One of the limitations of being a prolific artist is that it is easy for your fans to pass by an album. Christoph Ziegler defines the idea of what it is to be one such prolific artist, with only a few surpassing him, and fewer doing it while continuously releasing quality material. Most of his projects are quite different as well, with Atomtrakt being martial industrial, Nebelkorona experimenting with folk ambient, and Vinterriket usually alternating between sister genres black metal and dark ambient. In recent years, however, it seems that Ziegler has altogether abandoned most of the elements that make Vinterriket fit into the loose definition of black metal, perhaps saving that solely for yet another project in Battle Dagorath. Since Entlegen, it seems that Ziegler has merged the familiar Vinterriket sound with Nebelkorona, raising the question of having two projects in the first place if they sound so familiar. Because of all these projects and multiple releases, it became all too easy to take Vinterriket for granted, even more so because of a sense of stagnation with previous releases.
What sticks out about Hinweg, however, is that it would hardly be fair to place it under the labels that we are familiar with when it comes to Ziegler’s work. When you are a black metal musician, the tropes of the genre tend to haunt everything you do, as they should. The ambient aspects, too, are certainly still prominent. More so is a traditional vocal approach, though, which is interspersed with whispers that quite strongly remind me of other Germanic groups such as Forseti and Jannerwein. This is more clearly present in Ziegler’s vocal patterns, although it is difficult to tell if real or synthetic violin is being used in songs like the title track, or even if it’s acoustic guitar in “Nebeldunst.” All of which adds up to that organic folk sound akin to the aforementioned acts.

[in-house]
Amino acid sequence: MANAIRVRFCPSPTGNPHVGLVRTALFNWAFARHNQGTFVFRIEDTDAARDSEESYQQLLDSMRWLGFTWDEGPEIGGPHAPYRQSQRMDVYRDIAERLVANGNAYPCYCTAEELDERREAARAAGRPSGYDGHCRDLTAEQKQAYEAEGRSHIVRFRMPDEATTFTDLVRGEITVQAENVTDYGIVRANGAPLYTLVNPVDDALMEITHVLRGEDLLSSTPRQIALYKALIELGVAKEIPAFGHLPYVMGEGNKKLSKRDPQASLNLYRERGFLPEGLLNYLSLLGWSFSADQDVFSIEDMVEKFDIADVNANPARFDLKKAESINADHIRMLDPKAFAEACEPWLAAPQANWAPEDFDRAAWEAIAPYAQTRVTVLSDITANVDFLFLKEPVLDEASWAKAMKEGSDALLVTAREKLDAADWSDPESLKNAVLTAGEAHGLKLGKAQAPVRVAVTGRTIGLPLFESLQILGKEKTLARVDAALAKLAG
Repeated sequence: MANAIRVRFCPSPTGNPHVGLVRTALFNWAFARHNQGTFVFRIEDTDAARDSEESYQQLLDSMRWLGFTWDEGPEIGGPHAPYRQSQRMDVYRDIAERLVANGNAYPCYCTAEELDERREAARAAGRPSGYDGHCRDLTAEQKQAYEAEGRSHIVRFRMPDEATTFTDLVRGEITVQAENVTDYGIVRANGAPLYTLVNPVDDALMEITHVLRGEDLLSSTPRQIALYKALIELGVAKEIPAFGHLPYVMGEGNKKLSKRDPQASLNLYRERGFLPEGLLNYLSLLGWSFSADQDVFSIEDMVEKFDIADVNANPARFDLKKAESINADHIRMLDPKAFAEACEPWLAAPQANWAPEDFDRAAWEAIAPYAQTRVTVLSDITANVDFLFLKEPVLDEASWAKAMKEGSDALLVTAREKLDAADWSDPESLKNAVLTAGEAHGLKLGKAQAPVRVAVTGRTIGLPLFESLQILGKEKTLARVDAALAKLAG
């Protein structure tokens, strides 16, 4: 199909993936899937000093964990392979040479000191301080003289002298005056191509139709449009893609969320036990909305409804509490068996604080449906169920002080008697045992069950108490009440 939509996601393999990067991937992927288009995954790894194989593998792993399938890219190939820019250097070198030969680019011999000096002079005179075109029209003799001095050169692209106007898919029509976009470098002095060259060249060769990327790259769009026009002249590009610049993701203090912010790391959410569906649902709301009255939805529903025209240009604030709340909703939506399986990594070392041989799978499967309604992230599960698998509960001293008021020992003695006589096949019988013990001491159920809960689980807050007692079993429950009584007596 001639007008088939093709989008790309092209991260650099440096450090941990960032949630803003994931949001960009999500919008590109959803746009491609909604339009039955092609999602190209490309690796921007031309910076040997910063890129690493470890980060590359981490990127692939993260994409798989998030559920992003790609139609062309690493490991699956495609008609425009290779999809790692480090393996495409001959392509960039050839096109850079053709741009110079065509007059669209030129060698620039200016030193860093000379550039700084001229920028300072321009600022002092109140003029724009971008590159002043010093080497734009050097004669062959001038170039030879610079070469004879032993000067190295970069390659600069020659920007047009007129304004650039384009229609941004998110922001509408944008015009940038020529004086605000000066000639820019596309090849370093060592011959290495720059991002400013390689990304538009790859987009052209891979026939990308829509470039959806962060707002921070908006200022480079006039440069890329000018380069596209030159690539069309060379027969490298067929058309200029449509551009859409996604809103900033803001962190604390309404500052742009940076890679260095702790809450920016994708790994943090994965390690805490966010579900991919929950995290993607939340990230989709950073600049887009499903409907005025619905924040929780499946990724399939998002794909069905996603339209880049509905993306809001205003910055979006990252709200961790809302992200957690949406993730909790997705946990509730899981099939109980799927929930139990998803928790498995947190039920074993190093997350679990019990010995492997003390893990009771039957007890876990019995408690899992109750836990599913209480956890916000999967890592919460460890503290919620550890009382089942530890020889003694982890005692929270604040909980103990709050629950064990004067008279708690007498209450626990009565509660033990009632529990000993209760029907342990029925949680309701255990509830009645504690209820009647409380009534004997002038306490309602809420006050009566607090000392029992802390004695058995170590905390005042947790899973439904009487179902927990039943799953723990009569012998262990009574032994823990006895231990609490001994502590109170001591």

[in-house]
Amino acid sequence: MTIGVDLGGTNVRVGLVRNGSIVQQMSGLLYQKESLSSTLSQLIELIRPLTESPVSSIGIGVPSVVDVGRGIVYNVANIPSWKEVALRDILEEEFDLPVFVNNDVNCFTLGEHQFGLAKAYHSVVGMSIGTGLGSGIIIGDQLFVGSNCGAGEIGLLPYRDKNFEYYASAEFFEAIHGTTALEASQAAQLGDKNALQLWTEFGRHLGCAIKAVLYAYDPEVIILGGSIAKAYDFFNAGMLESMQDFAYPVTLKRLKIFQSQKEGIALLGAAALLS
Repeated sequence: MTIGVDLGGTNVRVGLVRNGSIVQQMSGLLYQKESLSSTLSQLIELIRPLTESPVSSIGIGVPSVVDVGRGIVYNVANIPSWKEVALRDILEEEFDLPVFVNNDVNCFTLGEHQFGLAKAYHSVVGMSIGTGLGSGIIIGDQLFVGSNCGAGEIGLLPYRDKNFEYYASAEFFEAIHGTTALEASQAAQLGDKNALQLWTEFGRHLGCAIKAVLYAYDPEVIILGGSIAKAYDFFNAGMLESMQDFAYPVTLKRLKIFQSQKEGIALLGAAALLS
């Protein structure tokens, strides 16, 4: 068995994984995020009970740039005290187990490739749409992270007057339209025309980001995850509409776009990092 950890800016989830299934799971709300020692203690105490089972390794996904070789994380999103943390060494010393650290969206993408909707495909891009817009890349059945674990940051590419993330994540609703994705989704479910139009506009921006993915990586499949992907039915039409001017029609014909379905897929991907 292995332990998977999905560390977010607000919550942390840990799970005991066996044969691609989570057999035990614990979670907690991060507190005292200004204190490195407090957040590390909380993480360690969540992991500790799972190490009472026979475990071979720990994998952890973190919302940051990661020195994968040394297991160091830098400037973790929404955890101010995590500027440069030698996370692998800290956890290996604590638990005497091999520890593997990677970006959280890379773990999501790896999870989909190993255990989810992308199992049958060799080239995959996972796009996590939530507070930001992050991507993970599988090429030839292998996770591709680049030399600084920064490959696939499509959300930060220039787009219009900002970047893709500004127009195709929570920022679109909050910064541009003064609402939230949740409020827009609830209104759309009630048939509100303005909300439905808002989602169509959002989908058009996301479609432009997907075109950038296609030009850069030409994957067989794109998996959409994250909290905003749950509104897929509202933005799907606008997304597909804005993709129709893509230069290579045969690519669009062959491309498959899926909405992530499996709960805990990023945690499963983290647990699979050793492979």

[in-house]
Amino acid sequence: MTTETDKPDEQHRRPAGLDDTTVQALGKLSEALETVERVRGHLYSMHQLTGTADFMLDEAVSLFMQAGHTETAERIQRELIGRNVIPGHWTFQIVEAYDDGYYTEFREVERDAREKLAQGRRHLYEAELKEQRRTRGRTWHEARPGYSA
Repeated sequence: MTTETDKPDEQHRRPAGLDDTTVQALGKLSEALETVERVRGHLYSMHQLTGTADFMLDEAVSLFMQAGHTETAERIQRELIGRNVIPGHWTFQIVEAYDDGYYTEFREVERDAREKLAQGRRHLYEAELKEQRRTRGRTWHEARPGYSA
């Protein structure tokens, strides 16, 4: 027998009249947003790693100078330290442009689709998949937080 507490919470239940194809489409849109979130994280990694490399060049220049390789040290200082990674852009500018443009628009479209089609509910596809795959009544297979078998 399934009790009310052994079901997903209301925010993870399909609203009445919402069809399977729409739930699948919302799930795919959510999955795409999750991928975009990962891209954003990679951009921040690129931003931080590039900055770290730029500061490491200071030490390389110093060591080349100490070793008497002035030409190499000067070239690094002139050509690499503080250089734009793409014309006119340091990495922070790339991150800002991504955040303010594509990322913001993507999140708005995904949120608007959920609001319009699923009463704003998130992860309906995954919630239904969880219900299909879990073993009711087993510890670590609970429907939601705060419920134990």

Still, this remains very much a Vinterriket album, with whispers from both his throat and the wind—an elemental characteristic that has become all too prominent on past albums. Above all, Ziegler is an ambient artist, whether he is giving a nod more towards folkish sounds or metal, and all things are with that backdrop in mind. I am still unsure at this point what separates Vinterriket and Nebelkorona (admittedly, perhaps it’s simply the freedom of the former to do an album like this), or if he wanted to return to either the more straightforward ambient or black metal. The two are quite alike, of course, and it makes me curious how Ziegler will choose to proceed into future recordings. His prolific nature has certainly slowed down in recent years, hinting that he may be be concentrating on complexities here in the late years of his career. Being that the German folk sound is one of my favorite styles, I would certainly appreciate it if he brushed up on his guitar skills a bit, perhaps giving synth a bit less of a prominent position. For the moment, however, Hinweg is certainly a nice surprise so late into an artist’s output, with sections that could be sung to with a bit more melody than usual. Ziegler has shown us that he has a few tricks left up his sleeve; let’s just hope he has a few more instead of fully returning to safe territory.